An Exhilarating Day with a Dead Man's Papers

This article was originally posted on February 20, 2010 on the now extinct How to Listen blog. It is preserved here in its entirety.

For over a year I have held the idea in my head, tumbling it around, often doubting it, and generally making very little headway on getting something of reasonable usefulness written down. I am talking about the pink gorilla in the corner of every terminal degree: the document. I spend a lot of our time in music school learning to play, and consequently, hopefully, learning to think about music. I don’t spend a ton of time thinking about a very specific topic and doing extensive research on it. But today, I did just that, and it was amazing.

A few weeks ago my great friend, David MacDonald, asked me about my paper. I have been fairly mum about it because I didn’t even know if I could prove what I believed to be true. After I stumbled through a 25 word, beer-laced synopsis, David, a big thinker and reliable skeptic, made “that face”1 and basically told me that he thought I was full of shit.2 Never one to back down from a challenge, and as a guy who needs that occasional ass-kicking, I got to work proving him wrong.

I started doing a lot of reading. One chapter or article, every day, no exceptions. If David didn’t think I knew what I was talking about, then I probably didn’t. I was able to find out a lot about the topic, but not a lot about the composer, who is, in this case, the late William Albright. Unfortunately, as brilliant as his music is, scholarly research concerning his musical ideas and personal philosophies is confined to his obituaries. That wasn’t going to cut it.

Back to the bar.

As it so happened, another great friend spurred me on the next week. The brilliant Laura Donnelly asked me about my research (because Laura is basically a pro-researcher; your mind: boggled) and I told her about my problem. Since she’s such a pro, she said, “You should contact the University of Michigan Library.3 They might have something that can help you.” See? Pro.

So I contacted the U of M Library. I admit, I wasn’t very hopeful, but I needed to try. As it turns out, the U of M Bentley Historical Library actually had all of Albright’s papers cataloged and available to the public! Score! I made plans to go.

The whole morning I was pumped. I was going to do real research! Judging by the titles of the documents, I was pretty sure I could find something I could at least crowbar into supporting my point. Boy, was I in for a big surprise.

When you arrive at the library you have to write your name and vital information on, no lie, four sheets of paper, before they will disappear into the depths of their catalog and bring out one of the 77 boxes that hold Albright’s papers. I started with box 8 which contained most of Albright’s lecture notes and professional files. They brought it to me, explained the rules of reading: only one folder may be removed fro the box at a time. A large placeholder must be inserted into the box. The order of the folders must be preserved. Made sense, if not a little bit OCD. Whatever.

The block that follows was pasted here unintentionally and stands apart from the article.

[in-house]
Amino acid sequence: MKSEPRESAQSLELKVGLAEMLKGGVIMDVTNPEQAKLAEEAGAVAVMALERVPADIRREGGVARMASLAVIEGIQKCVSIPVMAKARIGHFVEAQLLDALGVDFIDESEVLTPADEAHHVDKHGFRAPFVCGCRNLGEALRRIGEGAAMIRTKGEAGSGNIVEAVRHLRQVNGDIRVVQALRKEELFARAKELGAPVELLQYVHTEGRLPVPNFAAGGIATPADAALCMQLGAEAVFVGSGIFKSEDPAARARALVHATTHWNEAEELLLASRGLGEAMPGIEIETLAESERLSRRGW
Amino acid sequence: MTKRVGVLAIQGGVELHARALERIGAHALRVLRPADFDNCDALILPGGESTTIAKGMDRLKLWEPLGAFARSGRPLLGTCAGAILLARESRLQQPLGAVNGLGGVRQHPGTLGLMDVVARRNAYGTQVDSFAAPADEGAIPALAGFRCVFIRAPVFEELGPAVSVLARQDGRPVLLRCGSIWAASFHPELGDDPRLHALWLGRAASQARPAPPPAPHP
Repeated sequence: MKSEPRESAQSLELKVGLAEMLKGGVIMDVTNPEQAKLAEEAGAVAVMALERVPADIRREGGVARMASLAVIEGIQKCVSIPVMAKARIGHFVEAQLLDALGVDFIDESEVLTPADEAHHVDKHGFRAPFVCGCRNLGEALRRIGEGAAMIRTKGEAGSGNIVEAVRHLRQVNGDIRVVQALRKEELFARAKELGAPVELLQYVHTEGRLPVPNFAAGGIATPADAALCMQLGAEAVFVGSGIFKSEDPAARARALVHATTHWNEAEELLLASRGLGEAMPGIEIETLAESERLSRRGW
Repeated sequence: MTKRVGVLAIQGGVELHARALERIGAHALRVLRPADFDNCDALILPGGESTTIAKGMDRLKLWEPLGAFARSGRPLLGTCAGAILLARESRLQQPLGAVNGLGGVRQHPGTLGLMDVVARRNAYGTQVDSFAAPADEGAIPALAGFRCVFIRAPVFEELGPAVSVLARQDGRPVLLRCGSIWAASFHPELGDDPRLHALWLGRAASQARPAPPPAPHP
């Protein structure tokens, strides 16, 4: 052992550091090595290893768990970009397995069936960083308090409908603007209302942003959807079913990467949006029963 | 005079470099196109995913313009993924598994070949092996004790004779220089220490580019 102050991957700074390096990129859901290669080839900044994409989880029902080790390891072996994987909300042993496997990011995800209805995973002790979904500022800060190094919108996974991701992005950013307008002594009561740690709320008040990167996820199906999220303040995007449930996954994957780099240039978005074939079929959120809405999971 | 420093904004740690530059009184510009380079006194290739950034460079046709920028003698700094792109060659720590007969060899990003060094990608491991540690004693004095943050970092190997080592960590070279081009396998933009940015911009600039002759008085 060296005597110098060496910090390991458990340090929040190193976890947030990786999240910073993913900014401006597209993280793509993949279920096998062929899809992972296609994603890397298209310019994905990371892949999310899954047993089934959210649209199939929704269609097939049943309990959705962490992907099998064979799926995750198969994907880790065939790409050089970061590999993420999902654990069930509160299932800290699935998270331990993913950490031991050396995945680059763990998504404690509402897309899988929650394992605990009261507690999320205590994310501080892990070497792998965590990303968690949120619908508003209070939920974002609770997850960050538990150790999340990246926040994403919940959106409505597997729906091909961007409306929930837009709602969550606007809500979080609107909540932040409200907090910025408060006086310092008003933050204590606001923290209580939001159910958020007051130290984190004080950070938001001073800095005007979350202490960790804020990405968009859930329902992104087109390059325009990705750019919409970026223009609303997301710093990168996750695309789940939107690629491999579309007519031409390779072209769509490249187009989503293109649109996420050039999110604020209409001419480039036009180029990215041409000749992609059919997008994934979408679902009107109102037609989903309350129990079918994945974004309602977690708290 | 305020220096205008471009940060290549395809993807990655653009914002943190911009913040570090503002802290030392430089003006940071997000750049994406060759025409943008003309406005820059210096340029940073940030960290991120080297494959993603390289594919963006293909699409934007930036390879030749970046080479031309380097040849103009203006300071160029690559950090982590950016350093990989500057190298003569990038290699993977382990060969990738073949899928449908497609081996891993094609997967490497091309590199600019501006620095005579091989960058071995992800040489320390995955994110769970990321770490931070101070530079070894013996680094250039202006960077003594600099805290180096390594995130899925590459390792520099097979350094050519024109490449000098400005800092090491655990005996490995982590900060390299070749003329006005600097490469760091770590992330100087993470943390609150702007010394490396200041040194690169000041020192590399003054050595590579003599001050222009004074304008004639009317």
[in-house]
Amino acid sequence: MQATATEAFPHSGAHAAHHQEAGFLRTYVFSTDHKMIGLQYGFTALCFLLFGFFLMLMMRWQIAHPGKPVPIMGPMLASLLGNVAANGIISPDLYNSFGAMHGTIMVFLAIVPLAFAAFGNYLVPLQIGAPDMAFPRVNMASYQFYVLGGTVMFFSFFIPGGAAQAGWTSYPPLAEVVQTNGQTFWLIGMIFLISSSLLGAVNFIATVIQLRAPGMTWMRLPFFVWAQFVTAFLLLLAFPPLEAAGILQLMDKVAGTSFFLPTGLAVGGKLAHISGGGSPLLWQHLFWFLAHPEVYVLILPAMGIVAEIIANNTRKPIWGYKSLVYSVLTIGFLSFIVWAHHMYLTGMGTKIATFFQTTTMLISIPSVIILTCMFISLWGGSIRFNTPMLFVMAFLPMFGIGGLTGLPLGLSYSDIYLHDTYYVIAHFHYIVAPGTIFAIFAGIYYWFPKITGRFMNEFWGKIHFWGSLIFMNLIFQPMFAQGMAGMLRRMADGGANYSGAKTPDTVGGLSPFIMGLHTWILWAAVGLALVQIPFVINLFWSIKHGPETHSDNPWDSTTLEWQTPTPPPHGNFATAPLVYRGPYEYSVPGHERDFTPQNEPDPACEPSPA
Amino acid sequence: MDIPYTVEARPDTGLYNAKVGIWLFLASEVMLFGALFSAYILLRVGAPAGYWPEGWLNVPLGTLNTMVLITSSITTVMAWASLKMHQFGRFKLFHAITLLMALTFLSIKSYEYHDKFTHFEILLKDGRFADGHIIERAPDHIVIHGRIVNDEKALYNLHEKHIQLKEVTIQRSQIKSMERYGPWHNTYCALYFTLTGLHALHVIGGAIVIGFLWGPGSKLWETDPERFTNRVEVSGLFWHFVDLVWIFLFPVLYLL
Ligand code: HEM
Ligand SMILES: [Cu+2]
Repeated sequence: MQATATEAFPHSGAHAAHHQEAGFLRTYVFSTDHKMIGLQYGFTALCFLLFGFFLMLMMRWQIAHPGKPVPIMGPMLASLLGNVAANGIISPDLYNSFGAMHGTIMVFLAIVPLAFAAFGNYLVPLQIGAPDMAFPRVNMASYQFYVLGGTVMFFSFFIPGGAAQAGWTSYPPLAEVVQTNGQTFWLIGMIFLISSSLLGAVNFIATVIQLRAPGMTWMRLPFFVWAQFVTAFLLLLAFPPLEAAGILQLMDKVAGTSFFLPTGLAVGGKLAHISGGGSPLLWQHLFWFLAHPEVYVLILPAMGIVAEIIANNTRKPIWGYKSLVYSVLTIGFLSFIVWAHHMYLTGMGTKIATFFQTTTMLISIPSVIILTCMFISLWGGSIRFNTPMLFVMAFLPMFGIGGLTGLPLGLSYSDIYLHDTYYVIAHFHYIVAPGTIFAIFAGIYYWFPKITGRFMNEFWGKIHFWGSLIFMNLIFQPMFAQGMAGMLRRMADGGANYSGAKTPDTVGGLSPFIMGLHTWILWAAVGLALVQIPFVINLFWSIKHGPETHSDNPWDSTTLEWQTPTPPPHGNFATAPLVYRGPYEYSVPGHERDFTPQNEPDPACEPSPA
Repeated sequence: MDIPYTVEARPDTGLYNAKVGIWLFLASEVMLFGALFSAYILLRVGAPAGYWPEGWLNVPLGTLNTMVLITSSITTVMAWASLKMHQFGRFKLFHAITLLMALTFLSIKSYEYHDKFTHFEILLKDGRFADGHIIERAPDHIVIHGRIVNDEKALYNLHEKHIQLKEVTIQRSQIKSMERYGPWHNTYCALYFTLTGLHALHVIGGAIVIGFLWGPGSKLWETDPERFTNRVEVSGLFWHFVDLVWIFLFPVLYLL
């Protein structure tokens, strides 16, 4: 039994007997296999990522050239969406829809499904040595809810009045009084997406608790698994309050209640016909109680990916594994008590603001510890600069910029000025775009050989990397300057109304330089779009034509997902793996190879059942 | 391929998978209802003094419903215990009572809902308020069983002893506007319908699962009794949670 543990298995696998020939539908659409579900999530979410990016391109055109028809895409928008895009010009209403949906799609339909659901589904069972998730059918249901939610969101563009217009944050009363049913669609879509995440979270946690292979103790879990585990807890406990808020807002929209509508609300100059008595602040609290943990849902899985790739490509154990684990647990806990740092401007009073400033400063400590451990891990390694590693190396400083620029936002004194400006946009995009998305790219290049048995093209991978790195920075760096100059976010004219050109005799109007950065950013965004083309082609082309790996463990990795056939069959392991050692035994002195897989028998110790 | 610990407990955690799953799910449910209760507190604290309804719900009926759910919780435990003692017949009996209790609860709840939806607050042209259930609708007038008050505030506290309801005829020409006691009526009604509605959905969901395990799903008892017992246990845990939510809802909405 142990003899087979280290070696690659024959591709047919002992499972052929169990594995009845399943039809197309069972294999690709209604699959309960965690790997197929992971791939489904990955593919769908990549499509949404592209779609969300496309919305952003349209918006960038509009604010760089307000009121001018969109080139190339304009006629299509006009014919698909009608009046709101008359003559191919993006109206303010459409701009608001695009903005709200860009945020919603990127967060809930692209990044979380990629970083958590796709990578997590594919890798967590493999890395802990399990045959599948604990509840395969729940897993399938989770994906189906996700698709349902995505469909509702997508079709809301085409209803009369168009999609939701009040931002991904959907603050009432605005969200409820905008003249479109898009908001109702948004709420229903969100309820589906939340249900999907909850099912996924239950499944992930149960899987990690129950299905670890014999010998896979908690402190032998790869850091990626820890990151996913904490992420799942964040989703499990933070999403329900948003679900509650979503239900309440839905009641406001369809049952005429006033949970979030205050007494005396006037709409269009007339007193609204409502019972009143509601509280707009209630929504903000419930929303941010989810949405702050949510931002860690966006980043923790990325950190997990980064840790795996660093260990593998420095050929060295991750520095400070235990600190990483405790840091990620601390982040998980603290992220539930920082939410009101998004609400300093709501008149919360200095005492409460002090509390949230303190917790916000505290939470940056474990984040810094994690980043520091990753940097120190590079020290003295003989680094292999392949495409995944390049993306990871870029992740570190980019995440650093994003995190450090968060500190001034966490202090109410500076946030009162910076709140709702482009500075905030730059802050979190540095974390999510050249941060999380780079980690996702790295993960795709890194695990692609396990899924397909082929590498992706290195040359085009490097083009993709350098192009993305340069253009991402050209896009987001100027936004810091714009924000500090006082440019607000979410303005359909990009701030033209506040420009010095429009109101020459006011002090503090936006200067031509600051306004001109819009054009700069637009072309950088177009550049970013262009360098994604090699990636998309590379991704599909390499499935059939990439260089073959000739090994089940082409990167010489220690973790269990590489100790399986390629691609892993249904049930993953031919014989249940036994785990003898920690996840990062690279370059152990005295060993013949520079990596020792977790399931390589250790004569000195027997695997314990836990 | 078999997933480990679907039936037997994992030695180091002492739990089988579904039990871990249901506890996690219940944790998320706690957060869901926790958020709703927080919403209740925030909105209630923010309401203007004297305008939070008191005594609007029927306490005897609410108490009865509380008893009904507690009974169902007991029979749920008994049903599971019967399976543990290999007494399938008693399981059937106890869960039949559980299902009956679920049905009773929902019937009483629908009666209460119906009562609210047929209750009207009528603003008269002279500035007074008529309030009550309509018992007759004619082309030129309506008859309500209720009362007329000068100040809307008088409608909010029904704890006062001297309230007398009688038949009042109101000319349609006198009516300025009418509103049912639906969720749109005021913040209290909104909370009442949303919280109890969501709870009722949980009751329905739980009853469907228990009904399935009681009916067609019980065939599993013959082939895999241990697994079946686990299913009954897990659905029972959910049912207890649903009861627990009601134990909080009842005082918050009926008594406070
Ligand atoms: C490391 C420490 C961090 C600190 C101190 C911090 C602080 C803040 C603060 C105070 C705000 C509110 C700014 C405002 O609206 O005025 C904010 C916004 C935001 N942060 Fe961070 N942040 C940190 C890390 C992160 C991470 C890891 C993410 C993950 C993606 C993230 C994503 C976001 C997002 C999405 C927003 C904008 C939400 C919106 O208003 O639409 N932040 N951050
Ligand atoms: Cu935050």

I pulled out my first folder, opened it, and it hit me. This man was real. He wrote things with his hands. On paper. Until then he was just a name at the top of the pieces I was playing. An idea. When I saw his handwriting on yellow legal paper, he became real. It was like seeing the Mona Lisa. At that point Albright wasn’t an idea anymore. He was fingers, and blood, and problems, and life. I flipped through that folder once, just to see what it was like, and to get over that feeling, because I was really moved by what I was looking at.

That’s what it looked like.  Not surprisingly, I spent a lot of the day trying to figure out what some of his words were. There were hundreds of pages that looked like this on all different kinds of paper. Unlike me, Albright seemed to prefer handwriting to typing. Also, unlike me, he also seemed to be willing to write with whatever on whatever he had around. I saw documents written on the backs of department memos, and some written in calligraphy marker. If nothing else, he was a devout recycler.

One of the other interesting things that I was able to glean just from examining this box is that he must have been a horrible filer. He wrote the document you see above nearly 20 times and saved it in his office until he died. Over the years it went through a few changes and expanded slightly, but it remained essentially the same over the 20 years. He clearly was a fan of using outlines to guide his lectures, but comfortable enough with what he was speaking about not to need to write it all out. He believed it.

Now I believe it too. I found things in his writing that came more closely to proving my hypothesis that I could have imagined. It’s very frustrating to me that he isn’t around to pin down on these questions that remain, but these documents go so far for me. I am grateful to the U of M for having the foresight to catalog an old drunk’s documents and make them available to the public. I am also deeply grateful for my super smart, talented, awesome friends who kick my ass when I need it and give me advice that helps me.

I’m telling you, you have to rely on your friends. Thanks guys.

  1. For those of you out there who are planning to embark on writing an academic document that combines an unknown composer and an ill-defined post-war art movement, get used the “that face”.  ↩

  2. Let me tell you, the guy who tells you your ideas are full of shit are the best people to keep around. Trust me.  ↩

  3. Albright was a professor of composition at The University of Michigan when he died.  ↩